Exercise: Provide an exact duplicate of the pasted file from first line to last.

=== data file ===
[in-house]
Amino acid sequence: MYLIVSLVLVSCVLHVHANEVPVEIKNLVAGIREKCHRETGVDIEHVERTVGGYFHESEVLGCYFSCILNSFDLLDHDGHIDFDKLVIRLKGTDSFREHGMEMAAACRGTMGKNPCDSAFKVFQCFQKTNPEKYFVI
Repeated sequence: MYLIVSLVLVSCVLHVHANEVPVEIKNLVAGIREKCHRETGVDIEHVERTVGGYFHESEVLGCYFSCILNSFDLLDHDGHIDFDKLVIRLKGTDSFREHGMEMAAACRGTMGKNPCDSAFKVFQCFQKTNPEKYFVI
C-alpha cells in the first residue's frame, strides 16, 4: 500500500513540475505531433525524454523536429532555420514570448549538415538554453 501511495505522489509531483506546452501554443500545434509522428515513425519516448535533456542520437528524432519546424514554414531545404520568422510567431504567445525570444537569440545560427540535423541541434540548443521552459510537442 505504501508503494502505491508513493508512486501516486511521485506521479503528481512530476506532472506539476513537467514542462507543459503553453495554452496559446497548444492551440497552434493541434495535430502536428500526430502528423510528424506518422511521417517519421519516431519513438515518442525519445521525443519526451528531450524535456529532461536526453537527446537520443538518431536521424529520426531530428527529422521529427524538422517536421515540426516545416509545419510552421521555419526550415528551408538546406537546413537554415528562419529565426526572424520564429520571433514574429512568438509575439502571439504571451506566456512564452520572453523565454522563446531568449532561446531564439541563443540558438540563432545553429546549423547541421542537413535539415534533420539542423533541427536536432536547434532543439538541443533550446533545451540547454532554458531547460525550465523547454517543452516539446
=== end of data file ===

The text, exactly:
[in-house]
Amino acid sequence: MYLIVSLVLVSCVLHVHANEVPVEIKNLVAGIREKCHRETGVDIEHVERTVGGYFHESEVLGCYFSCILNSFDLLDHDGHIDFDKLVIRLKGTDSFREHGMEMAAACRGTMGKNPCDSAFKVFQCFQKTNPEKYFVI
Repeated sequence: MYLIVSLVLVSCVLHVHANEVPVEIKNLVAGIREKCHRETGVDIEHVERTVGGYFHESEVLGCYFSCILNSFDLLDHDGHIDFDKLVIRLKGTDSFREHGMEMAAACRGTMGKNPCDSAFKVFQCFQKTNPEKYFVI
C-alpha cells in the first residue's frame, strides 16, 4: 500500500513540475505531433525524454523536429532555420514570448549538415538554453 501511495505522489509531483506546452501554443500545434509522428515513425519516448535533456542520437528524432519546424514554414531545404520568422510567431504567445525570444537569440545560427540535423541541434540548443521552459510537442 505504501508503494502505491508513493508512486501516486511521485506521479503528481512530476506532472506539476513537467514542462507543459503553453495554452496559446497548444492551440497552434493541434495535430502536428500526430502528423510528424506518422511521417517519421519516431519513438515518442525519445521525443519526451528531450524535456529532461536526453537527446537520443538518431536521424529520426531530428527529422521529427524538422517536421515540426516545416509545419510552421521555419526550415528551408538546406537546413537554415528562419529565426526572424520564429520571433514574429512568438509575439502571439504571451506566456512564452520572453523565454522563446531568449532561446531564439541563443540558438540563432545553429546549423547541421542537413535539415534533420539542423533541427536536432536547434532543439538541443533550446533545451540547454532554458531547460525550465523547454517543452516539446